Sweet variety for summer treats
Chef Jonathan Krell said he had no idea how good Oklahoma peaches are until he moved here. The Pennsylvania native, like so many other transplanted locals, discovered Stratford and Porter peaches from a friend or family member after moving to OKC. As part of the conversation, he explains to a customer who recently moved from Washington, D.C., “They are smaller than Georgia peaches, but they have better flavor.”
Krell is not alone in his assessment. Jason Campbell, the former executive chef at Mary Eddy’s Kitchen who’s now back in his home state of Florida, used to sermonize at length about how delicious Oklahoma peaches are. At the risk of preaching to the choir: The peaches in Oklahoma are as good as you’ll find anywhere in the world, depending on our weather.
Although the last two crops haven’t been great for Stratford and Porter, the two Oklahoma towns best known for producing peaches, we dare to be hopeful, so we asked four local experts to come up with recipes that highlight one of our state’s most underappreciated products and demonstrate their versatility. Full recipes are available online.
Jonathan Krell, executive chef at Patrono
Krell offers the spicy coppa ham and peach salad as a feature at Patrono during the summer. In addition to being beautiful, it’s easy to replicate and can manage a variety of dressings or oils. At Patrono, it’s made with shaved coppa ham, sliced fresh peaches, arugula, pickled onions and radishes, and finished with a vanilla-white balsamic vinaigrette.
“The spicy ham and peaches are perfect contrasts, and it’s light enough that it makes a great summer salad,” Krell says.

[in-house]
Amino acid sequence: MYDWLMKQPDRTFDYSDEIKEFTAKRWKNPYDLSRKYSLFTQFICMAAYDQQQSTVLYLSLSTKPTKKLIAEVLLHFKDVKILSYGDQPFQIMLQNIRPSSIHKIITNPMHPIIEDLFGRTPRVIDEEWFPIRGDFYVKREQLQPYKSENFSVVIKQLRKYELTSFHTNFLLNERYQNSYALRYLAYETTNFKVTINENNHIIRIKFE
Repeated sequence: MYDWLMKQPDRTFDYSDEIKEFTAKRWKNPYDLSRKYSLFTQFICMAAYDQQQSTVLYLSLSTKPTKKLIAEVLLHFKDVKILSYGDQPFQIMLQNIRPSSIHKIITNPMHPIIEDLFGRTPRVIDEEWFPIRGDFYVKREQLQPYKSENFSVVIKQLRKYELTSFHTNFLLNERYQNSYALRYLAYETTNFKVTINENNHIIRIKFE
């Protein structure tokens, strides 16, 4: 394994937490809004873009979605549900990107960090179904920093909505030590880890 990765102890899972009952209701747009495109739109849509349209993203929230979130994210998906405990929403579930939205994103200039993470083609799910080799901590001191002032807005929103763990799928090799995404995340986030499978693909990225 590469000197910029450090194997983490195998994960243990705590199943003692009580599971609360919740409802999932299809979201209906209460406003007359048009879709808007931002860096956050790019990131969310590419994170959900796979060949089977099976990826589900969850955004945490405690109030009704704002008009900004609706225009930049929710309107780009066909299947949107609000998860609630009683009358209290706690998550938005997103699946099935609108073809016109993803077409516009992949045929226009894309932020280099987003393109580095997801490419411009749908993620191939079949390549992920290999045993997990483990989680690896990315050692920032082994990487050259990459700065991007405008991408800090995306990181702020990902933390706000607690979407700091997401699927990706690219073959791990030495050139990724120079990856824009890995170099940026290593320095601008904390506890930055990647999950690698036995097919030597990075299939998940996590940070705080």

Chris McKenna, chef-partner at Taqueria El Camino
McKenna opted for a braised pork belly and pickled peach salsa taco. The protein is really secondary, as he demonstrated by also making a lengua (beef tongue) version, but pork is good with peaches in any construction. McKenna included a red pepper puree, fresh diced avocado and shredded greens to round out his taco.
“If you’re going to do tongue, it needs to cook for a long time,” McKenna says. “I sous vide this one for 72 hours.” It’s probably best to wait for him to offer it as a special, and make yours with pork.
Jimmy Mays, chef-partner in Cafe 7 and The Hamilton
Mays has two small children at home, and toast is always perfect for kids. He uses a thick slice of good sourdough, homemade whipped ricotta and fresh peaches shaved thin (carpaccio style), then tops it with fresh jalapenos, a drizzle of local honey and a pinch of smoked Maldon salt.
Lori Burson, owner of Stella Modern Italian
Finally, the peach and prosciutto pizza has rotated on and off Stella’s menu for years, and it’s definitely one of the primo summer favorites. Because owner Lori Burson does her pizzas Roma style, they translate well to flatbreads that are easier to make at home. The Stella version has fresh roasted peaches, arugula, shaved prosciutto and a balsamic drizzle. Sauce isn’t even necessary, but EVOO or herbed oil would both be solid choices for a flatbread.